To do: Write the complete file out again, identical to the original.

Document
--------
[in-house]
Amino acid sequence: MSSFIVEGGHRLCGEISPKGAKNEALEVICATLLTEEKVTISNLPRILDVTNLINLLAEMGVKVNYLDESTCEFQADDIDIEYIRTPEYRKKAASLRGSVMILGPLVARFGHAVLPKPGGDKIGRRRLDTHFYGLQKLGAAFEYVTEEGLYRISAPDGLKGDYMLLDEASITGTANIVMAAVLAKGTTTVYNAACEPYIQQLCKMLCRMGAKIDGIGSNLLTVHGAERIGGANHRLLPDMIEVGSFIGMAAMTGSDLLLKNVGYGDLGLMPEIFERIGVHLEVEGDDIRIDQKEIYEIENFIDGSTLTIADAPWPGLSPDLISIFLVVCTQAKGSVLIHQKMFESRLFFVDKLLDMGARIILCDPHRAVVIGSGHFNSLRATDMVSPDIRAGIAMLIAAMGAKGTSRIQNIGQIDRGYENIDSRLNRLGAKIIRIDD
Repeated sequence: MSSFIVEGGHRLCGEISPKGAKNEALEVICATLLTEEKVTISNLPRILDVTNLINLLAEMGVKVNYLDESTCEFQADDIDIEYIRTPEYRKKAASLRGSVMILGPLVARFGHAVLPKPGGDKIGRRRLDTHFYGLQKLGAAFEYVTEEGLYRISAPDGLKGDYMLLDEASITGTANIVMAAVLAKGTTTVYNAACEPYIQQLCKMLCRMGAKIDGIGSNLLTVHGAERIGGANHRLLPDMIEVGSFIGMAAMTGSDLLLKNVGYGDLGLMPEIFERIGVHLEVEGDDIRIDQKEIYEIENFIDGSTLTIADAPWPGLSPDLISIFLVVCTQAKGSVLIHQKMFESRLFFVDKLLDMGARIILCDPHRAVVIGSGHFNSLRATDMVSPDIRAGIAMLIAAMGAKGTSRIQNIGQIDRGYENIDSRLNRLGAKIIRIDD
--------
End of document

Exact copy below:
[in-house]
Amino acid sequence: MSSFIVEGGHRLCGEISPKGAKNEALEVICATLLTEEKVTISNLPRILDVTNLINLLAEMGVKVNYLDESTCEFQADDIDIEYIRTPEYRKKAASLRGSVMILGPLVARFGHAVLPKPGGDKIGRRRLDTHFYGLQKLGAAFEYVTEEGLYRISAPDGLKGDYMLLDEASITGTANIVMAAVLAKGTTTVYNAACEPYIQQLCKMLCRMGAKIDGIGSNLLTVHGAERIGGANHRLLPDMIEVGSFIGMAAMTGSDLLLKNVGYGDLGLMPEIFERIGVHLEVEGDDIRIDQKEIYEIENFIDGSTLTIADAPWPGLSPDLISIFLVVCTQAKGSVLIHQKMFESRLFFVDKLLDMGARIILCDPHRAVVIGSGHFNSLRATDMVSPDIRAGIAMLIAAMGAKGTSRIQNIGQIDRGYENIDSRLNRLGAKIIRIDD
Repeated sequence: MSSFIVEGGHRLCGEISPKGAKNEALEVICATLLTEEKVTISNLPRILDVTNLINLLAEMGVKVNYLDESTCEFQADDIDIEYIRTPEYRKKAASLRGSVMILGPLVARFGHAVLPKPGGDKIGRRRLDTHFYGLQKLGAAFEYVTEEGLYRISAPDGLKGDYMLLDEASITGTANIVMAAVLAKGTTTVYNAACEPYIQQLCKMLCRMGAKIDGIGSNLLTVHGAERIGGANHRLLPDMIEVGSFIGMAAMTGSDLLLKNVGYGDLGLMPEIFERIGVHLEVEGDDIRIDQKEIYEIENFIDGSTLTIADAPWPGLSPDLISIFLVVCTQAKGSVLIHQKMFESRLFFVDKLLDMGARIILCDPHRAVVIGSGHFNSLRATDMVSPDIRAGIAMLIAAMGAKGTSRIQNIGQIDRGYENIDSRLNRLGAKIIRIDD